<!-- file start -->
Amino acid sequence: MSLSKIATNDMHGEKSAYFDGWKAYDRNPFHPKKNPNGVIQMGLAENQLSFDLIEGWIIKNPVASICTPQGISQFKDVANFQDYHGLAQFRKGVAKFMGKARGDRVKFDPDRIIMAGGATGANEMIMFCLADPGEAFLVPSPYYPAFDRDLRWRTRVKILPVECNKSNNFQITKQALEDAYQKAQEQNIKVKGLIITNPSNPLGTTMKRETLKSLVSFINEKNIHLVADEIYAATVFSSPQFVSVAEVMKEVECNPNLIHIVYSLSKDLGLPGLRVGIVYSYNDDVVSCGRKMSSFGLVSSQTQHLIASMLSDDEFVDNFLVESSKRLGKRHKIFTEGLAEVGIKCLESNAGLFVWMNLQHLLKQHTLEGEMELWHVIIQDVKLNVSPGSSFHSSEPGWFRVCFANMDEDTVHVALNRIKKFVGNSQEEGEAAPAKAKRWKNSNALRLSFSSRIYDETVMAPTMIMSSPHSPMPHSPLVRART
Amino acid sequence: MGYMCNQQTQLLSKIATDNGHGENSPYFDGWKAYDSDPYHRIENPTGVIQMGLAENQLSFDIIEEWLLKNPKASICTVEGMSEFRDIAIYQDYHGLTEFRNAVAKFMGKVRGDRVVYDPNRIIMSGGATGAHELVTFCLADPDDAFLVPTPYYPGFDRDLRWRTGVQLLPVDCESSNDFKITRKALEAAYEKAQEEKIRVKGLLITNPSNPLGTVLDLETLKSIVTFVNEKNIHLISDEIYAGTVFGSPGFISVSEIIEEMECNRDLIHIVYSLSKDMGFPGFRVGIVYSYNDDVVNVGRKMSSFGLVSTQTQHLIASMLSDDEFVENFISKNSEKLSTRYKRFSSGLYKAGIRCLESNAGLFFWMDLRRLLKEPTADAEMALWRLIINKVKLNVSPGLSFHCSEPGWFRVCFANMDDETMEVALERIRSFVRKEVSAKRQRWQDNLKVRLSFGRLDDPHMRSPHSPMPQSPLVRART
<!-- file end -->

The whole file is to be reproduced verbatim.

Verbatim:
Amino acid sequence: MSLSKIATNDMHGEKSAYFDGWKAYDRNPFHPKKNPNGVIQMGLAENQLSFDLIEGWIIKNPVASICTPQGISQFKDVANFQDYHGLAQFRKGVAKFMGKARGDRVKFDPDRIIMAGGATGANEMIMFCLADPGEAFLVPSPYYPAFDRDLRWRTRVKILPVECNKSNNFQITKQALEDAYQKAQEQNIKVKGLIITNPSNPLGTTMKRETLKSLVSFINEKNIHLVADEIYAATVFSSPQFVSVAEVMKEVECNPNLIHIVYSLSKDLGLPGLRVGIVYSYNDDVVSCGRKMSSFGLVSSQTQHLIASMLSDDEFVDNFLVESSKRLGKRHKIFTEGLAEVGIKCLESNAGLFVWMNLQHLLKQHTLEGEMELWHVIIQDVKLNVSPGSSFHSSEPGWFRVCFANMDEDTVHVALNRIKKFVGNSQEEGEAAPAKAKRWKNSNALRLSFSSRIYDETVMAPTMIMSSPHSPMPHSPLVRART
Amino acid sequence: MGYMCNQQTQLLSKIATDNGHGENSPYFDGWKAYDSDPYHRIENPTGVIQMGLAENQLSFDIIEEWLLKNPKASICTVEGMSEFRDIAIYQDYHGLTEFRNAVAKFMGKVRGDRVVYDPNRIIMSGGATGAHELVTFCLADPDDAFLVPTPYYPGFDRDLRWRTGVQLLPVDCESSNDFKITRKALEAAYEKAQEEKIRVKGLLITNPSNPLGTVLDLETLKSIVTFVNEKNIHLISDEIYAGTVFGSPGFISVSEIIEEMECNRDLIHIVYSLSKDMGFPGFRVGIVYSYNDDVVNVGRKMSSFGLVSTQTQHLIASMLSDDEFVENFISKNSEKLSTRYKRFSSGLYKAGIRCLESNAGLFFWMDLRRLLKEPTADAEMALWRLIINKVKLNVSPGLSFHCSEPGWFRVCFANMDDETMEVALERIRSFVRKEVSAKRQRWQDNLKVRLSFGRLDDPHMRSPHSPMPQSPLVRART